Roseville repeals 'crash tax'
Visitors to Roseville can drive without worrying about getting in an automobile accident now that Roseville City Council repealed the “crash tax.”
During Wednesday’s meeting, the council voted unanimously to eliminate the ordinance, which was implemented in July 2009 to help generate funds for the city’s struggling budget.
“I sat on the council 18 months ago when we approved this tax, and quite frankly, looking back I regret that we did this,” said Councilwoman Carol Garcia.
The tax requires a non-resident to pay the costs of Roseville Fire Department’s response if the driver is in a car wreck within city limits.
The fire department originally recommended this Motor Vehicle Accident Cost Recovery Program, or “crash tax,” assuming most automobile insurance companies had provisions in their policies stipulating payment to fire departments for emergency response and services provided at vehicle accidents, said acting Fire Chief Dean Grundy.
“At the time, based on vendor projections, we anticipated collecting $100,000 annually,” Grundy said. “In 18 months since we started this fee, we’ve collected $40,000 and only $15,000 in the current fiscal year.”
But Mike Rivera, co-founder of Fire Recovery USA, the firm hired to collect the fees, said the figures noted are “not true” and the $100,000 projection was created internally by the city.
“We explained at the time, this forecast was inaccurate,” he said.
Rivera said the projection was based on gross collections — not net collections — and on 408 runs a year, but the city has only submitted 193. He said Roseville also bills at half the normal amount of other California cities.
Based on a correct forecast, the tax was successful, he said, generating $43,000 with 40 runs still in progress, which will bring in more than $6,000.
Councilman Tim Herman said he wasn’t concerned about money, but the extra effort involved in enforcing this ordinance.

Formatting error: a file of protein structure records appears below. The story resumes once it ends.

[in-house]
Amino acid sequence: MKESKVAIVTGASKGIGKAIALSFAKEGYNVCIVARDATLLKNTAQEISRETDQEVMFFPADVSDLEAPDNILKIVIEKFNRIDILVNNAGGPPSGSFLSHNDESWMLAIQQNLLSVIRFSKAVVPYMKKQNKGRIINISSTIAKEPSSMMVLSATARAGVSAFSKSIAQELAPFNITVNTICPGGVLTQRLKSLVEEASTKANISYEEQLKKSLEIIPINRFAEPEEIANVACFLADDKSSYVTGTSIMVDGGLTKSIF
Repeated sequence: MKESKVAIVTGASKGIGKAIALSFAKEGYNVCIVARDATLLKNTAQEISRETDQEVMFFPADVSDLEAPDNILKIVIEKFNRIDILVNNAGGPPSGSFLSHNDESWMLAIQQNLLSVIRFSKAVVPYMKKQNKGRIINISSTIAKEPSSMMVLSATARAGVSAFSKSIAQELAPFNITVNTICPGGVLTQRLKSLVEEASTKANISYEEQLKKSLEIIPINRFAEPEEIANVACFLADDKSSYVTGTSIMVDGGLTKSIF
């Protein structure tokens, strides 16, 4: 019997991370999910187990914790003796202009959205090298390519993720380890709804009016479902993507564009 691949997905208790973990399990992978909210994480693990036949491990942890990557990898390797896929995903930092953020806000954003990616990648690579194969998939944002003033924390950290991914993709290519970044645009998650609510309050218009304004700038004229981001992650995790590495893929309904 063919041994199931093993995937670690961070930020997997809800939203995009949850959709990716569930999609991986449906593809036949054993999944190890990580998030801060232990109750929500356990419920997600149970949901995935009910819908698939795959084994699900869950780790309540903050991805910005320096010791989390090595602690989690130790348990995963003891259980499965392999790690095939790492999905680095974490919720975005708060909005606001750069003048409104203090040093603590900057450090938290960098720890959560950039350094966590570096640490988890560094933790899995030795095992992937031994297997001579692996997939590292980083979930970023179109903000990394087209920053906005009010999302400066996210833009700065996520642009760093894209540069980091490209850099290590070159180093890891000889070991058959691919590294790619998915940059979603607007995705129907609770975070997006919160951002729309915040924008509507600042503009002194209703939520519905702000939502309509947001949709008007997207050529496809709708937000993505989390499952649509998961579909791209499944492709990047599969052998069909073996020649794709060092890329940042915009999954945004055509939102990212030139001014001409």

Grundy said the tax has caused safety concerns as fire personnel spend more time in busy traffic collecting billing information, and taking additional time at accident scenes leaves firefighters unavailable for other calls.
Councilman John Allard — who is running for 4th Assembly district — had suggested during the Feb. 2 meeting that the council consider repealing the crash tax.
During Wednesday’s meeting, the council also voted unanimously in favor of creating a higher education task force to guide the city in attracting higher education facilities to the area.
The city’s staff report states that higher education opportunities, such as a two-year college or four-year university, are strong economic engines that could generate more than 6,000 jobs and $400 million in total annual economic output.
Here’s a look at some other items approved during the Feb. 16 meeting.
Board of directors appointed to Roseville Community Development Corporation: Ed Benoit, John Norman, Erica Manuel, Mark Lund and Howard Rudd will comprise the five-member board to provide oversight and policy direction in the operation of this recently formed nonprofit organization that acts to implement the city’s revitalization and economic goals.
Removal of transportation commissioner: Neil Pople, a City Council candidate in the November 2010 election, was removed from the commission because his attendance at meetings fell below the required standard. He was given 30 days to request a waiver of the attendance policy but the city said it never received a response.
Councilmember to travel to Washington, DC: Mayor Pauline Roccucci, or another designee, will travel to Washington, DC in March to advocate on behalf of Roseville. The city hopes to obtain several million dollars for water, flood control, transit and revitalization projects through this visit. Specially, the city wants funding for the Washington Andora Widening Project, Aquifer Storage and Recover Expansion, or Waste-to-Energy Biomass project. The trip will cost about $1,600.
Placer County Regional Auto Theft Task Force memorandum of understanding: Roseville Police Department is an active member of this task force, which formed in 2007. The department contributes one full-time detective and his vehicle. Since the task force began, motor vehicle thefts in Roseville have decreased 60 percent, according to the city. Last year, the task force initiated 149 investigations, assisted other agencies with 121 investigations and recovered stolen vehicles with a total value of $398,600.
Sena Christian can be reached at email@example.com.